Study Abroad Spotlight: Berlin: History, Memory, and the Contemporary City

Berlin: History, Memory, and the Contemporary City

Berlin cityscape

Fernsehturm in Berlin. Photo by Claudio Schwarz | @purzlbaum on Unsplash

Institutional Association: York University, Toronto

Director: Prof. Christina Kranzle

Program Description:This course examines the city of Berlin from its emergence as a major metropolis in the early 20th century to the present. It poses the following questions: 1) how has the city been imagined and represented over time in a wide range of media; 2) who were the figures who shaped, and were shaped by, the city; 3) how is Berlin’s complex history remembered today through architecture, memorials, and other public spaces; 4) why has Berlin become an important case study for contemporary urban issues, e.g. gentrification, housing, migration, etc.? After an online introduction to these topics, students travel to Berlin visiting relevant sites and conducting field research for their final projects. 

How does this program benefit students? The Berlin course is a regular offering at the YorkU German studies program, but this was the first year we planned to offer it in the summer session with a two-week study tour. The additional study tour was intended to offer students the opportunity to experience the city in person and to undertake research projects that required them to actively engage with the contemporary city. The proposed model of 5 weeks online and 2 weeks in Berlin was designed for pedagogical and practical reasons. This format allows students to first encounter topics and areas of interest and to do initial project planning before arrival in Berlin. The blended format offered students who may be juggling other summer commitments a flexible and affordable option. The classroom activities are undertaken with our partners at the Hochschule für Technik und Wirtschaft and allow students to experience campus life at a Berlin university.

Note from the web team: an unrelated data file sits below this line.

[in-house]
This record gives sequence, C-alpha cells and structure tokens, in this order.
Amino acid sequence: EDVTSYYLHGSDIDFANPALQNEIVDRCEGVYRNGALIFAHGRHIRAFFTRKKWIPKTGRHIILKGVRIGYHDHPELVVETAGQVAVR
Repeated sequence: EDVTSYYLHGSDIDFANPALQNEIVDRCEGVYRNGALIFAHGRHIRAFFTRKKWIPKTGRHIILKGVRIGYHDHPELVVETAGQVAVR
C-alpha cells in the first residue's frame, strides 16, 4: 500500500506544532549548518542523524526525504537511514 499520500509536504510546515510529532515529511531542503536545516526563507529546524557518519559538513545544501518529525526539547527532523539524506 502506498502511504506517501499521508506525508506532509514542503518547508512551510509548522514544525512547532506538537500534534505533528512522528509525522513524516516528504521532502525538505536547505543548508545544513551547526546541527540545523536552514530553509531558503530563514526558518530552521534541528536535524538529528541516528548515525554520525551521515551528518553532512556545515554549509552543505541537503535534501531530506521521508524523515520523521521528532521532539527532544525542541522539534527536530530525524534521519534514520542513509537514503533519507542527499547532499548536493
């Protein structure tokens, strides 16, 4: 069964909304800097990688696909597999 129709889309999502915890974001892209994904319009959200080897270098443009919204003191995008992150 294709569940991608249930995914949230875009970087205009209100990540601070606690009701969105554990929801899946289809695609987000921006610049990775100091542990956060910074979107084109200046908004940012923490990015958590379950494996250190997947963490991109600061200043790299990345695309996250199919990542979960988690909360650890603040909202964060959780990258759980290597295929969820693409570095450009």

What were students looking forward to about the program?Students were interested in exploring firsthand the urban spaces that this course investigates, meeting experts (e.g. curators, historians, activists) who could offer local perspectives on course topics, and the opportunity to gather information and materials for their projects on-site in Berlin.  

What's your favourite part of this program? My favourite part of this program was the opportunity to design assessments and a final project that allowed students to actively engage with Berlin's urban spaces and to gather and create their own materials on-site.  

A lot of universities in Canada are promoting interdisciplinary learning. In what ways does your program support that goal?The course, even in its more traditional on-campus model, is interdisciplinary in its mix of topics, media, and theoretical approaches. It typically attracts students from a variety of disciplines, in particular history, political science, film studies, German studies, and urban studies. 

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